Nick Matzke posted Entry 743 on January 14, 2005 02:23 PM.
Trackback URL: http://degas.fdisk.net/cgi-bin/mt/mt-tb.cgi/741

http://i.a.cnn.net/cnn/2005/TECH/space/01/14/huygens.titan/top.main.titan.shoreline.jpg

Wow. 

Huygens success = image = drainage pattern = rivers = rain = oceans.

(From CNN.)

Sometimes a picture really is worth a thousand words and a few billion dollars.

Since I need a few more lines to provide space for the image:

Wow.

Wowsers.

(etc.)

Comment #13774

Posted by Nick (Matzke) on January 14, 2005 02:38 PM (e) (s)

Well, if that image was taken from an elevation of 2 feet rather than several kilometers, I will look rather silly, but if someone has a better explanation than drainage patterns, I am listening.

Comment #13780

Posted by Nick (Matzke) on January 14, 2005 02:42 PM (e) (s)

Here is a picture from the surface:

First image from Titan

Comment #13781

Posted by ~DS~ on January 14, 2005 02:45 PM (e) (s)

We have a surface level side image going up at UTI any sec.

Comment #13782

Posted by Nick (Matzke) on January 14, 2005 02:46 PM (e) (s)

Yep, the first image was taken during the descent:

Huygens at Titan 2
January 14, 2005

This is one of the first raw, or unprocessed, images from the European Space Agency’s Huygens probe as it descended to Saturn’s moon Titan. It was taken with the Descent Imager/Spectral Radiometer, one of two NASA instruments on the probe.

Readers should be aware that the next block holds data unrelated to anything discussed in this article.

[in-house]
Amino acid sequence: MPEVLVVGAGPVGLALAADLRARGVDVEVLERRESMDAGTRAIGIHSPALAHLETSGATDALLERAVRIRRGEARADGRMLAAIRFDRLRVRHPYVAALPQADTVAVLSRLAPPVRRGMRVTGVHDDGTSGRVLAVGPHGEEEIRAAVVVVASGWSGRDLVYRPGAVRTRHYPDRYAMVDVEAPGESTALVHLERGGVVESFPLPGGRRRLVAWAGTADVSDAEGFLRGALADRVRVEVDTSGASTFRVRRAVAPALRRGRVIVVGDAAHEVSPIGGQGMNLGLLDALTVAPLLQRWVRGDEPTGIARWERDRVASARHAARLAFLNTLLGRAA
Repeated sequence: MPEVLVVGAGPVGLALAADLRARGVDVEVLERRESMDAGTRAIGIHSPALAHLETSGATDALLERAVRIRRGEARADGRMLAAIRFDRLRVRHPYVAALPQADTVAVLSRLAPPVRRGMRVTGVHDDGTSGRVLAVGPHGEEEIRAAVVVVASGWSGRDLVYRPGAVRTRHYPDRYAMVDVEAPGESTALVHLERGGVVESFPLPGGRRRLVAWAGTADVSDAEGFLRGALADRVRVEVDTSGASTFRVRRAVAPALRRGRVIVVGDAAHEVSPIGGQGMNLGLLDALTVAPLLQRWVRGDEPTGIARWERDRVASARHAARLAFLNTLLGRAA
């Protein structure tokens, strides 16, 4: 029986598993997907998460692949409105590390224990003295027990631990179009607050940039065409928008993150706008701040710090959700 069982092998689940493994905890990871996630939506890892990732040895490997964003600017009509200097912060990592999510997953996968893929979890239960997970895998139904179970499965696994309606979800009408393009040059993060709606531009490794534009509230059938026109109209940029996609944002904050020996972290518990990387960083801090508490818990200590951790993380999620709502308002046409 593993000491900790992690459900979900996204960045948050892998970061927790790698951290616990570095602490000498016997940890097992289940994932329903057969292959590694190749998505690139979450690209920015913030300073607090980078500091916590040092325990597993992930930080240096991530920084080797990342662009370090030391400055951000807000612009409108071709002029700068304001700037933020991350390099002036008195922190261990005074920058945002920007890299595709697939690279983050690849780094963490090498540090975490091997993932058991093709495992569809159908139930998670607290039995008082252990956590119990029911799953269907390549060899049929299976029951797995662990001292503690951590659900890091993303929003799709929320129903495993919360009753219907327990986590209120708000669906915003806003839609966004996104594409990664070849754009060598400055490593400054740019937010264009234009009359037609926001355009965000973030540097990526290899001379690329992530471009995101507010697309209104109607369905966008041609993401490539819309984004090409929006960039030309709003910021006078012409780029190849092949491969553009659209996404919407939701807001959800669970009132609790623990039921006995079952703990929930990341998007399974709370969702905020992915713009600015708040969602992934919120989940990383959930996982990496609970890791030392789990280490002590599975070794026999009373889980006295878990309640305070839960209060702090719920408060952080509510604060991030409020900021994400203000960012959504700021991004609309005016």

Comment #13785

Posted by Nick (Matzke) on January 14, 2005 02:52 PM (e) (s)

Much more on Huygens pictures at Unscrewing the Inscrutable.

Comment #13789

Posted by Frank J on January 14, 2005 02:59 PM (e) (s)

Look close enough and you can see the images of John, Paul, George and Ringo. ;-)

Comment #13794

Posted by David Heddle on January 14, 2005 03:07 PM (e) (s)

That is just so cool.

Comment #13797

Posted by ~DS~ on January 14, 2005 03:21 PM (e) (s)

The rocks or ice chunks or whatever look pretty polished on the top surface. I’d guess we’re seeing a layer of floating scum, looks like maybe open ‘ocean’ or sludge plains in the foreground.

Comment #13803

Posted by ~DS~ on January 14, 2005 03:47 PM (e) (s)

Raw images at http://www.lpl.arizona.edu/~kholso/data.htm. We’ll have some of the better ones up in a jiffy.

Comment #13805

Posted by ~DS~ on January 14, 2005 03:53 PM (e) (s)